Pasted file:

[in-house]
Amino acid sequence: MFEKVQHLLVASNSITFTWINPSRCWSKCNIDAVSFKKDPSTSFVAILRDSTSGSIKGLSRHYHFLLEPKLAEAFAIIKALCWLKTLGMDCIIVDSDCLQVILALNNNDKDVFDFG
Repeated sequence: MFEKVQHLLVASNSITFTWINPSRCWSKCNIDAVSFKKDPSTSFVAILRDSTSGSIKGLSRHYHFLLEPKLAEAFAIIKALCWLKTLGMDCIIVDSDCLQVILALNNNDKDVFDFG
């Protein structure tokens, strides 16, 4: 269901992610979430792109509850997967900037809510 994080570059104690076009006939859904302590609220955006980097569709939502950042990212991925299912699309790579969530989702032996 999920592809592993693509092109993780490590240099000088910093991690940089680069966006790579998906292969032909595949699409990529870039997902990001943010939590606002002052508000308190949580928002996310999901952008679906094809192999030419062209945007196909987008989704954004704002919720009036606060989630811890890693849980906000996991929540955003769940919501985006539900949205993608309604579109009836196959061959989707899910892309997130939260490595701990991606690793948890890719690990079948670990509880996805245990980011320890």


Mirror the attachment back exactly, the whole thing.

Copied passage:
[in-house]
Amino acid sequence: MFEKVQHLLVASNSITFTWINPSRCWSKCNIDAVSFKKDPSTSFVAILRDSTSGSIKGLSRHYHFLLEPKLAEAFAIIKALCWLKTLGMDCIIVDSDCLQVILALNNNDKDVFDFG
Repeated sequence: MFEKVQHLLVASNSITFTWINPSRCWSKCNIDAVSFKKDPSTSFVAILRDSTSGSIKGLSRHYHFLLEPKLAEAFAIIKALCWLKTLGMDCIIVDSDCLQVILALNNNDKDVFDFG
């Protein structure tokens, strides 16, 4: 269901992610979430792109509850997967900037809510 994080570059104690076009006939859904302590609220955006980097569709939502950042990212991925299912699309790579969530989702032996 999920592809592993693509092109993780490590240099000088910093991690940089680069966006790579998906292969032909595949699409990529870039997902990001943010939590606002002052508000308190949580928002996310999901952008679906094809192999030419062209945007196909987008989704954004704002919720009036606060989630811890890693849980906000996991929540955003769940919501985006539900949205993608309604579109009836196959061959989707899910892309997130939260490595701990991606690793948890890719690990079948670990509880996805245990980011320890």